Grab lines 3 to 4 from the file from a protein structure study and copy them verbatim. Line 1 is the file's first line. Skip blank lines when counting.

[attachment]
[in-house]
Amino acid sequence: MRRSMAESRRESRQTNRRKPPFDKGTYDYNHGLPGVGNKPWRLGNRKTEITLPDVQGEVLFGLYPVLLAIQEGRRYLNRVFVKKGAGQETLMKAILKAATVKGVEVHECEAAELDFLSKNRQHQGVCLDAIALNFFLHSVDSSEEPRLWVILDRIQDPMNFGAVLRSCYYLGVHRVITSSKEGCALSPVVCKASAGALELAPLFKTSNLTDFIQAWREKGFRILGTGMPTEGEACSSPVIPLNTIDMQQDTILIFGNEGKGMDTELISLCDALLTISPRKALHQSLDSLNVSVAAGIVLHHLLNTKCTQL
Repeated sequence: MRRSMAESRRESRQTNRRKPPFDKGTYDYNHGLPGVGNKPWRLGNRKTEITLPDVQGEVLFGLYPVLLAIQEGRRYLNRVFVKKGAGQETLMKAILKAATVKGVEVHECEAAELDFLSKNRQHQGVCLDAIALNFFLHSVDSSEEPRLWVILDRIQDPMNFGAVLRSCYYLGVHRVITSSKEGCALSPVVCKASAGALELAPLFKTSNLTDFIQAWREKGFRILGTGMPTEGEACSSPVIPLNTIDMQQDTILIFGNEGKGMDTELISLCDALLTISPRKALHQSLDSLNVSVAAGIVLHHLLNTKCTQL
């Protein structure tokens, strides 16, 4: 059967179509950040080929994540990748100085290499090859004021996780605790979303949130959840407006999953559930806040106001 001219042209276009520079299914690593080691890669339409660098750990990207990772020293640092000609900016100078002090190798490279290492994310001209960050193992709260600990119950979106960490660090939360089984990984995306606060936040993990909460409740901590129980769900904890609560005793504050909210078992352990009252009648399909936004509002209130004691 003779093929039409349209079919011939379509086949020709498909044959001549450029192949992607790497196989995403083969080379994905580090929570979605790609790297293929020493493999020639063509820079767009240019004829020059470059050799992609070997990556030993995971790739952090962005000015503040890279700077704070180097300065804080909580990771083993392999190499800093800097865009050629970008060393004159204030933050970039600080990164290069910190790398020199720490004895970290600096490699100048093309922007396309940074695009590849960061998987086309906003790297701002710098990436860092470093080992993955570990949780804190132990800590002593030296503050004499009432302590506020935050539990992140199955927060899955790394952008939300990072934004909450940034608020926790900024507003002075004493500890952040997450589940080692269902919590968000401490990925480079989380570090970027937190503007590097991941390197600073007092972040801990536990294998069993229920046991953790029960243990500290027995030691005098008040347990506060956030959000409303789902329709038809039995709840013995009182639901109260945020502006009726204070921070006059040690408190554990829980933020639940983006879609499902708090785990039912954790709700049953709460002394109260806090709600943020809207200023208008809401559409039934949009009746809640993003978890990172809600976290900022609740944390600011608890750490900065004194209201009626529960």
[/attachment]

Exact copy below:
Repeated sequence: MRRSMAESRRESRQTNRRKPPFDKGTYDYNHGLPGVGNKPWRLGNRKTEITLPDVQGEVLFGLYPVLLAIQEGRRYLNRVFVKKGAGQETLMKAILKAATVKGVEVHECEAAELDFLSKNRQHQGVCLDAIALNFFLHSVDSSEEPRLWVILDRIQDPMNFGAVLRSCYYLGVHRVITSSKEGCALSPVVCKASAGALELAPLFKTSNLTDFIQAWREKGFRILGTGMPTEGEACSSPVIPLNTIDMQQDTILIFGNEGKGMDTELISLCDALLTISPRKALHQSLDSLNVSVAAGIVLHHLLNTKCTQL
């Protein structure tokens, strides 16, 4: 059967179509950040080929994540990748100085290499090859004021996780605790979303949130959840407006999953559930806040106001 001219042209276009520079299914690593080691890669339409660098750990990207990772020293640092000609900016100078002090190798490279290492994310001209960050193992709260600990119950979106960490660090939360089984990984995306606060936040993990909460409740901590129980769900904890609560005793504050909210078992352990009252009648399909936004509002209130004691 003779093929039409349209079919011939379509086949020709498909044959001549450029192949992607790497196989995403083969080379994905580090929570979605790609790297293929020493493999020639063509820079767009240019004829020059470059050799992609070997990556030993995971790739952090962005000015503040890279700077704070180097300065804080909580990771083993392999190499800093800097865009050629970008060393004159204030933050970039600080990164290069910190790398020199720490004895970290600096490699100048093309922007396309940074695009590849960061998987086309906003790297701002710098990436860092470093080992993955570990949780804190132990800590002593030296503050004499009432302590506020935050539990992140199955927060899955790394952008939300990072934004909450940034608020926790900024507003002075004493500890952040997450589940080692269902919590968000401490990925480079989380570090970027937190503007590097991941390197600073007092972040801990536990294998069993229920046991953790029960243990500290027995030691005098008040347990506060956030959000409303789902329709038809039995709840013995009182639901109260945020502006009726204070921070006059040690408190554990829980933020639940983006879609499902708090785990039912954790709700049953709460002394109260806090709600943020809207200023208008809401559409039934949009009746809640993003978890990172809600976290900022609740944390600011608890750490900065004194209201009626529960």